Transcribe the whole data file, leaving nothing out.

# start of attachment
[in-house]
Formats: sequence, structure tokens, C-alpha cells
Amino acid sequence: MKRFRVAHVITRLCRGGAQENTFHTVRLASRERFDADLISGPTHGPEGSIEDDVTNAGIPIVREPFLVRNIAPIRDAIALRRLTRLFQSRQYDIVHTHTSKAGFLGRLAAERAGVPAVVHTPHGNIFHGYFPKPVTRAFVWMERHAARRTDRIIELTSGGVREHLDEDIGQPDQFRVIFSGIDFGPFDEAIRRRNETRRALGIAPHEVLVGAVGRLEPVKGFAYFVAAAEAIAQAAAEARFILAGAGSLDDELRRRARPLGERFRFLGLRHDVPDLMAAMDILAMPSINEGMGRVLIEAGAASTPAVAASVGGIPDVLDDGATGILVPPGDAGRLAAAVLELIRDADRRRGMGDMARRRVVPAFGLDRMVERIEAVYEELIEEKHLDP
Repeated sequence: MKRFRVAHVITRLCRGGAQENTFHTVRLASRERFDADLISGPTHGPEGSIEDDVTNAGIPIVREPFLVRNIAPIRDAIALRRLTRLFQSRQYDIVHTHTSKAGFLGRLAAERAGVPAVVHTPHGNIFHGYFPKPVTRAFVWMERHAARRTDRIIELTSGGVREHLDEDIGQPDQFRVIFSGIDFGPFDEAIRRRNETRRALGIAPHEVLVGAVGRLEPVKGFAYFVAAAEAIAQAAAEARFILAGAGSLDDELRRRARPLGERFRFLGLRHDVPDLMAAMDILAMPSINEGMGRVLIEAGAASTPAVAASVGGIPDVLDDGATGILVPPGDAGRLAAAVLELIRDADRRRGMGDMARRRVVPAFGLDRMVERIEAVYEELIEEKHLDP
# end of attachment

[in-house]
Formats: sequence, structure tokens, C-alpha cells
Amino acid sequence: MKRFRVAHVITRLCRGGAQENTFHTVRLASRERFDADLISGPTHGPEGSIEDDVTNAGIPIVREPFLVRNIAPIRDAIALRRLTRLFQSRQYDIVHTHTSKAGFLGRLAAERAGVPAVVHTPHGNIFHGYFPKPVTRAFVWMERHAARRTDRIIELTSGGVREHLDEDIGQPDQFRVIFSGIDFGPFDEAIRRRNETRRALGIAPHEVLVGAVGRLEPVKGFAYFVAAAEAIAQAAAEARFILAGAGSLDDELRRRARPLGERFRFLGLRHDVPDLMAAMDILAMPSINEGMGRVLIEAGAASTPAVAASVGGIPDVLDDGATGILVPPGDAGRLAAAVLELIRDADRRRGMGDMARRRVVPAFGLDRMVERIEAVYEELIEEKHLDP
Repeated sequence: MKRFRVAHVITRLCRGGAQENTFHTVRLASRERFDADLISGPTHGPEGSIEDDVTNAGIPIVREPFLVRNIAPIRDAIALRRLTRLFQSRQYDIVHTHTSKAGFLGRLAAERAGVPAVVHTPHGNIFHGYFPKPVTRAFVWMERHAARRTDRIIELTSGGVREHLDEDIGQPDQFRVIFSGIDFGPFDEAIRRRNETRRALGIAPHEVLVGAVGRLEPVKGFAYFVAAAEAIAQAAAEARFILAGAGSLDDELRRRARPLGERFRFLGLRHDVPDLMAAMDILAMPSINEGMGRVLIEAGAASTPAVAASVGGIPDVLDDGATGILVPPGDAGRLAAAVLELIRDADRRRGMGDMARRRVVPAFGLDRMVERIEAVYEELIEEKHLDP